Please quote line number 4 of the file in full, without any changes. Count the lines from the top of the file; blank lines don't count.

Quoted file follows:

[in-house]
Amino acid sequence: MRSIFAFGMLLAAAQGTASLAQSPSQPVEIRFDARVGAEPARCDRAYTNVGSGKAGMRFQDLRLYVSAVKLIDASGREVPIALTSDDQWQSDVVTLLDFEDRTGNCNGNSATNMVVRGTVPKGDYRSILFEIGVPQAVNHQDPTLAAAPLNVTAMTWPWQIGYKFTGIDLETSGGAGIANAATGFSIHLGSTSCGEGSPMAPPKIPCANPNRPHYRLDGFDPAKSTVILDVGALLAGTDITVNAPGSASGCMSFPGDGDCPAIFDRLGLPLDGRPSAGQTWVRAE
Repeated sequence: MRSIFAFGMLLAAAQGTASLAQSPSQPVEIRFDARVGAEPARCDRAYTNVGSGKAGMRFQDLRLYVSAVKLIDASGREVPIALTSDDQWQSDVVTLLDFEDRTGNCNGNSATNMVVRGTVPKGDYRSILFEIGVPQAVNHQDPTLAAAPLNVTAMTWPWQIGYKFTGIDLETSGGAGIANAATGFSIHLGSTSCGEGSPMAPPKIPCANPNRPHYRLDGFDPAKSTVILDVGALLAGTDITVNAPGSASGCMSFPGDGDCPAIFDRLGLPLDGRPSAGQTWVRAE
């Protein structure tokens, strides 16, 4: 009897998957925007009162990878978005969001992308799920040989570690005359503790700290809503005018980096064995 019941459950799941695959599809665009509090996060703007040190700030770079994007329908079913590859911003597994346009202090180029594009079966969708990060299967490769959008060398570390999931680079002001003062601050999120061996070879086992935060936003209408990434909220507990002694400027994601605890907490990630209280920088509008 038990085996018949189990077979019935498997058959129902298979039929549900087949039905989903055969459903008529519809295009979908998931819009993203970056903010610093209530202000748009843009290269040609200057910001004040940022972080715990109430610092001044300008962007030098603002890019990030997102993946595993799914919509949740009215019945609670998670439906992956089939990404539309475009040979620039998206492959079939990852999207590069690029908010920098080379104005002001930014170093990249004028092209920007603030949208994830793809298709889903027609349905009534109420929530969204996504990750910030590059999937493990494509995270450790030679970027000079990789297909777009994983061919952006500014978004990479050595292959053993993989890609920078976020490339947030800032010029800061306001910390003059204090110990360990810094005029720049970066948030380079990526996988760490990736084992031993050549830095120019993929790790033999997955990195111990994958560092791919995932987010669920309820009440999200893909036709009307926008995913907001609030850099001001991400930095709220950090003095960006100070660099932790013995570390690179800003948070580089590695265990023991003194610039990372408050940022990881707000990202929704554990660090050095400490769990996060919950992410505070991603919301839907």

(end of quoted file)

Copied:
């Protein structure tokens, strides 16, 4: 009897998957925007009162990878978005969001992308799920040989570690005359503790700290809503005018980096064995 019941459950799941695959599809665009509090996060703007040190700030770079994007329908079913590859911003597994346009202090180029594009079966969708990060299967490769959008060398570390999931680079002001003062601050999120061996070879086992935060936003209408990434909220507990002694400027994601605890907490990630209280920088509008 038990085996018949189990077979019935498997058959129902298979039929549900087949039905989903055969459903008529519809295009979908998931819009993203970056903010610093209530202000748009843009290269040609200057910001004040940022972080715990109430610092001044300008962007030098603002890019990030997102993946595993799914919509949740009215019945609670998670439906992956089939990404539309475009040979620039998206492959079939990852999207590069690029908010920098080379104005002001930014170093990249004028092209920007603030949208994830793809298709889903027609349905009534109420929530969204996504990750910030590059999937493990494509995270450790030679970027000079990789297909777009994983061919952006500014978004990479050595292959053993993989890609920078976020490339947030800032010029800061306001910390003059204090110990360990810094005029720049970066948030380079990526996988760490990736084992031993050549830095120019993929790790033999997955990195111990994958560092791919995932987010669920309820009440999200893909036709009307926008995913907001609030850099001001991400930095709220950090003095960006100070660099932790013995570390690179800003948070580089590695265990023991003194610039990372408050940022990881707000990202929704554990660090050095400490769990996060919950992410505070991603919301839907």